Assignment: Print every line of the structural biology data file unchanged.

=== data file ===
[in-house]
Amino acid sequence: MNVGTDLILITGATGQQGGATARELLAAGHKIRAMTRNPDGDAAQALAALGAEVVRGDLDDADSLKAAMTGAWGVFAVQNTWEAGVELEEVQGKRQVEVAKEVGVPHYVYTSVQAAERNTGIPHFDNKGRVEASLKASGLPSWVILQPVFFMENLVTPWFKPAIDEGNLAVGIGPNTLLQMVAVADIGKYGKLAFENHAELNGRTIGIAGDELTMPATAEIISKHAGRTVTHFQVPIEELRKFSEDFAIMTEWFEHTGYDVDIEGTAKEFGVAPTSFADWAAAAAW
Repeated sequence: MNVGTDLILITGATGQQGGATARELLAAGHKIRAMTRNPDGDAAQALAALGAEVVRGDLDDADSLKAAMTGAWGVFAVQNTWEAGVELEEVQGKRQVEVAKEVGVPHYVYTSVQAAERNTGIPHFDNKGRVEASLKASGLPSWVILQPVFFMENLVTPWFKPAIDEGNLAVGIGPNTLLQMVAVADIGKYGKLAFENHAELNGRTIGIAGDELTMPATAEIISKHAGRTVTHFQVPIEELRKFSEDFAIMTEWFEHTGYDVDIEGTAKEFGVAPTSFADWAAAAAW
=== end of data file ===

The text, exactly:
[in-house]
Amino acid sequence: MNVGTDLILITGATGQQGGATARELLAAGHKIRAMTRNPDGDAAQALAALGAEVVRGDLDDADSLKAAMTGAWGVFAVQNTWEAGVELEEVQGKRQVEVAKEVGVPHYVYTSVQAAERNTGIPHFDNKGRVEASLKASGLPSWVILQPVFFMENLVTPWFKPAIDEGNLAVGIGPNTLLQMVAVADIGKYGKLAFENHAELNGRTIGIAGDELTMPATAEIISKHAGRTVTHFQVPIEELRKFSEDFAIMTEWFEHTGYDVDIEGTAKEFGVAPTSFADWAAAAAW
Repeated sequence: MNVGTDLILITGATGQQGGATARELLAAGHKIRAMTRNPDGDAAQALAALGAEVVRGDLDDADSLKAAMTGAWGVFAVQNTWEAGVELEEVQGKRQVEVAKEVGVPHYVYTSVQAAERNTGIPHFDNKGRVEASLKASGLPSWVILQPVFFMENLVTPWFKPAIDEGNLAVGIGPNTLLQMVAVADIGKYGKLAFENHAELNGRTIGIAGDELTMPATAEIISKHAGRTVTHFQVPIEELRKFSEDFAIMTEWFEHTGYDVDIEGTAKEFGVAPTSFADWAAAAAW